Project Description

An independent implementation of System.IO.Ports.SerialPort and SerialStream for better reliability and maintainability.

The SerialPortStream is a ground up implementation of a Stream that buffers data to and from a serial port. It uses low level Win32API for managing events and asynchronous I/O, using a programming model as in the MSDN PipeServer example.

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Why another Serial Port implementation?

Microsoft already provides a reasonable implementation for accessing the serial port. Unfortunately, documentation is sparse. When one tries to find information about how to program the serial port one comes across instead many blogs and forums describing the issues that they've observed.

Through the implementation of SerialPortStream, I've used ILSpy to reverse engineer how the Microsoft implementation works, discovering many other subtle, but noteworthy implementation issues.

System Requirements


Software has been developed using:

  • .NET 4.0 and 4.5 on Windows 7 x86 and x64.
  • .NET 4.5 on Windows 8 Pro x64 and Windows 8.1 Pro x64.

I use this software for automation in another system that runs for multiple days and it appears stable.

Not Compatible

SerialPortStream is not designed for the Compact Framework. Nor will it work in the Mono framework due to the heavy dependencies on the Win32 API.

Untested, but should work:

Theoretically it should work on the following, but it hasn't been tested.

  • It should work on Windows XP with .NET 4.0


You can download the release for 1.1.2, which contains binaries compiled against Framework version 4.0 and 4.5. You can also install the NuGet package at


This project tries to achieve the following

  • An implementation similar to the MS implementation of SerialPort. It's not meant to be 100% compatible, but instead provide similar functionality
  • Abstract the driver implementation and provide for a more reliable transport, by making writing serial data completely buffered. With the MS implementation, one can write data, but subsequently needs to check if all data is written or not. If it isn't written, then it needs to be retried. The SerialPortStream makes this easier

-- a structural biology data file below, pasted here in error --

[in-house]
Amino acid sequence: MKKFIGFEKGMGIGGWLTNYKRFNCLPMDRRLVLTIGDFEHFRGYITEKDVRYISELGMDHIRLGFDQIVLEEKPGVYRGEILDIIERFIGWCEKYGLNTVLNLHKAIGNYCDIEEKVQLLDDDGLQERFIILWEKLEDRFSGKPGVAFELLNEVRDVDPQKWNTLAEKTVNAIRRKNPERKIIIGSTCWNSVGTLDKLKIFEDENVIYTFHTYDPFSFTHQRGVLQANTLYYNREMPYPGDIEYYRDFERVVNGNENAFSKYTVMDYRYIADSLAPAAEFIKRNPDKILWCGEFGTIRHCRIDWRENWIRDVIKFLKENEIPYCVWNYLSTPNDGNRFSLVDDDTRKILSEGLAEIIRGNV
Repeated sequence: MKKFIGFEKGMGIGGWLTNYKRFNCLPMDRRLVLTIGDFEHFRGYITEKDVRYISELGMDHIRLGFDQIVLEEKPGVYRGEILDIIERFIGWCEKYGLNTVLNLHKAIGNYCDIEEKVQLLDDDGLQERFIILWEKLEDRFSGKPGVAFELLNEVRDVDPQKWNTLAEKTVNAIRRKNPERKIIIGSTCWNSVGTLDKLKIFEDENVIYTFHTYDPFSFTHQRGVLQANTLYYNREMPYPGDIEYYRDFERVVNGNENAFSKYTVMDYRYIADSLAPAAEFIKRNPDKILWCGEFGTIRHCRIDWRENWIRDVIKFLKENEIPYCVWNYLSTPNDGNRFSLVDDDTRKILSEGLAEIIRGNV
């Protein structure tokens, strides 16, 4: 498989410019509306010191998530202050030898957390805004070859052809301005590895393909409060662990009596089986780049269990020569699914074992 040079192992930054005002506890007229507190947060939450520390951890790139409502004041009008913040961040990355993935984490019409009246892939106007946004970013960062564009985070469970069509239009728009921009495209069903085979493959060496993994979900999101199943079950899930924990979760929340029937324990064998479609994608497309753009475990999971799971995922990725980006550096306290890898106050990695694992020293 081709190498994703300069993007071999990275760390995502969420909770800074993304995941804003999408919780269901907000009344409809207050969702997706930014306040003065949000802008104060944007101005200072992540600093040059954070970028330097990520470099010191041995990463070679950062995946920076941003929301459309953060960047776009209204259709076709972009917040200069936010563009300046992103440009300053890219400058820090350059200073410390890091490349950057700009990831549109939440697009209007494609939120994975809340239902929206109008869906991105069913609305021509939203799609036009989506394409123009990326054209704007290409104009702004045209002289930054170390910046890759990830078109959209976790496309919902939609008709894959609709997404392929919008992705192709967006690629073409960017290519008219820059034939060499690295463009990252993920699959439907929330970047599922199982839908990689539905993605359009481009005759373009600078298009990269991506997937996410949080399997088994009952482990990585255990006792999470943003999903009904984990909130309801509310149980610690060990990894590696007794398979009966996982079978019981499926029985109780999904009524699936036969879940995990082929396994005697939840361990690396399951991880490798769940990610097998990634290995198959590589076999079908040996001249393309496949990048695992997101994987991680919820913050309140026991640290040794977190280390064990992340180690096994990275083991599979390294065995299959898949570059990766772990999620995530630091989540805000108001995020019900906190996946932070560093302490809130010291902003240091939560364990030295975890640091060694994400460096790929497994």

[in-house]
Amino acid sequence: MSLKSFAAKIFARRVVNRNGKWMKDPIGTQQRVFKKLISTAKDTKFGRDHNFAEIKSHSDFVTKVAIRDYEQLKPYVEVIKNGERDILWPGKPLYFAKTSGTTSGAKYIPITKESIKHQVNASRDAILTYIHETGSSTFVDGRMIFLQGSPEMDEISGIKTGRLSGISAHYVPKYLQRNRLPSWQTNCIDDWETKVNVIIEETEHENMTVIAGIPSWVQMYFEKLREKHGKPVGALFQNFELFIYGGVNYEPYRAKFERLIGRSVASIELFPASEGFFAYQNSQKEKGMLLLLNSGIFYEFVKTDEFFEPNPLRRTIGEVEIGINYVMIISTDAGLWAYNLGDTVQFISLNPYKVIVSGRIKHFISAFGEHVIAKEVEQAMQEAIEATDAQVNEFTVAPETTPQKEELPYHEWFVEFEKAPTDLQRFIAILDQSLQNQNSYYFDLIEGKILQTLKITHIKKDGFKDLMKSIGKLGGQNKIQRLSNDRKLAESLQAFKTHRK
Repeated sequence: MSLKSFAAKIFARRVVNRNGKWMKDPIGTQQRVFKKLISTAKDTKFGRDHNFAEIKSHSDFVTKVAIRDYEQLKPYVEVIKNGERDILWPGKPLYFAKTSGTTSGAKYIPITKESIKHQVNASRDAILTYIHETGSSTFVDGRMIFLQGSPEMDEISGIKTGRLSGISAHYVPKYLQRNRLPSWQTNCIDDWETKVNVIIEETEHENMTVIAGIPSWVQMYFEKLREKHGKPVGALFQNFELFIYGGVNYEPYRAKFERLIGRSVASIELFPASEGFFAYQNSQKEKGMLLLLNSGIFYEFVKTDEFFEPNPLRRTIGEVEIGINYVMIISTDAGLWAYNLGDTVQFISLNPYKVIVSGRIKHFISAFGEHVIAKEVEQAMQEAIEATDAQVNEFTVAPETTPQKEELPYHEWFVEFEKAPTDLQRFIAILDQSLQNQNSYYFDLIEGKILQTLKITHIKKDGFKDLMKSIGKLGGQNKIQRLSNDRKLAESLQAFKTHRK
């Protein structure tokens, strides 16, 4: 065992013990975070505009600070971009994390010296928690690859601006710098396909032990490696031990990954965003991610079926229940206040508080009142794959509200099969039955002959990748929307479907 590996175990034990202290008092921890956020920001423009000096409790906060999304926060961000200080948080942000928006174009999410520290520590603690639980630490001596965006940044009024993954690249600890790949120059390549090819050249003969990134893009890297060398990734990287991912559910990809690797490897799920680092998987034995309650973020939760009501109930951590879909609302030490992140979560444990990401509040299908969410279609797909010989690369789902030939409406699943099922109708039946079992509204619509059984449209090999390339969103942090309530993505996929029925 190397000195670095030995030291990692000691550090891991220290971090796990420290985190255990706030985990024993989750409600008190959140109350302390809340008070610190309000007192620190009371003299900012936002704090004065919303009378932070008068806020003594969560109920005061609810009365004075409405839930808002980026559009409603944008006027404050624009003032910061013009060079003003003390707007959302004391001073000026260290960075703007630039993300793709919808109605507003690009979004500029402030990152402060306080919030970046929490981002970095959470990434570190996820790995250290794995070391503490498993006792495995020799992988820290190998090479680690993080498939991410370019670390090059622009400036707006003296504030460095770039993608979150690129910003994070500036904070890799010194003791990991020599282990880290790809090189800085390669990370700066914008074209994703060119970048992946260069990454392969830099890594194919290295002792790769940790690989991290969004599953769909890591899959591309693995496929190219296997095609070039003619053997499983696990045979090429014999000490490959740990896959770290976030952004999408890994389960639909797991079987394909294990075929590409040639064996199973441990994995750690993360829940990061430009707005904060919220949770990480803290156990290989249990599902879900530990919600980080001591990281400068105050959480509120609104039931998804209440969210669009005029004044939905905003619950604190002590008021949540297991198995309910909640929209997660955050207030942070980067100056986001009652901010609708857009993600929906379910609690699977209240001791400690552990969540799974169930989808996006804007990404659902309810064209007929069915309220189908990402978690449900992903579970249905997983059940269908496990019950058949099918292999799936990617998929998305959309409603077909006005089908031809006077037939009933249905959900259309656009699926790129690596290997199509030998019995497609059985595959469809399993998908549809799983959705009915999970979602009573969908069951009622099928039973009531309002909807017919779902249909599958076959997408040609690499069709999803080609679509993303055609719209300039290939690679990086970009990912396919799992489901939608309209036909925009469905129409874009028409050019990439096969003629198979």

• Provide for reliable and consistent behaviour. See the next section.

Issues with MS Serial Port

The SerialPortStream tries to solve the following issues observed:

  • Zach Saw describes issues regarding behaviour of the fAbortError flag in the Serial DCB. The SerialPortStream defines this flag.
  • Closing a serial port, then reopening it generally causes problems. The SerialPortStream shouldn't have this issue.
  • The ReadTo() implementation can subtly change the byte stream buffer, when one switches from characters to bytes. This problem occurs because the MS implementation actually converts the characters back to bytes into its buffer. So if you have UTF8, decoded some invalid characters and then have a timeout, this results in the invalid characters being converted back to bytes, resulting in "lost" data. I take some care when decoding bytes to characters to ensure a seamless and accurate transition between bytes and characters.
  • Write() gives the data to the serial port. If the operation is asynchronous, the callback results in the number of bytes that were actually transferred to the driver. You need to check yourself if this is valid or not. In the synchronous case, the data is simply thrown away. The SerialPortStream method simply copies data to a local buffer and uses asynchronous writes in a different thread. It works hard in the background to send out the data you provided. If the data can't be sent, then you get a TimeoutException without any data being buffered at all. So you can implement reliable protocols and your code is simpler.

Extra Features

  • You can obtain the RingIndicator pin status.
  • The Read() and Write() buffers are completely independent of the low level Windows driver.

Reading and Writing - Buffering

Why is it interesting to perform buffering? A driver might be configured to be 4096 or 8192 bytes (which is quite typical). Testing with the PL2303 chipset, one can't write more than about 12KB with a single write operation.

A Write buffer may be 128KB, which one writes to. The thread in the background will write the data and issue as many write calls as is necessary to get the job done. A Read buffer may be 5MB. The background thread will read from the serial port when ever data arrives and buffers into the 5MB.

So long as the I/O thread in .NET an execute every 100-200ms, it can continue to read data from the driver. Your own application doesn't need to keep to such difficult time constraints. Such issues typically arise in Automation type environments where a computer has many different peripherals. So long as the process doesn't block, your main application might sleep for 10 seconds and you've still lost no data. The MS implementation wouldn't be so simple, you have to make sure that you perform frequent read operations else the driver itself might overflow (resulting in lost data).

Last edited Feb 13, 2016 at 4:20 PM by jmcurl, version 17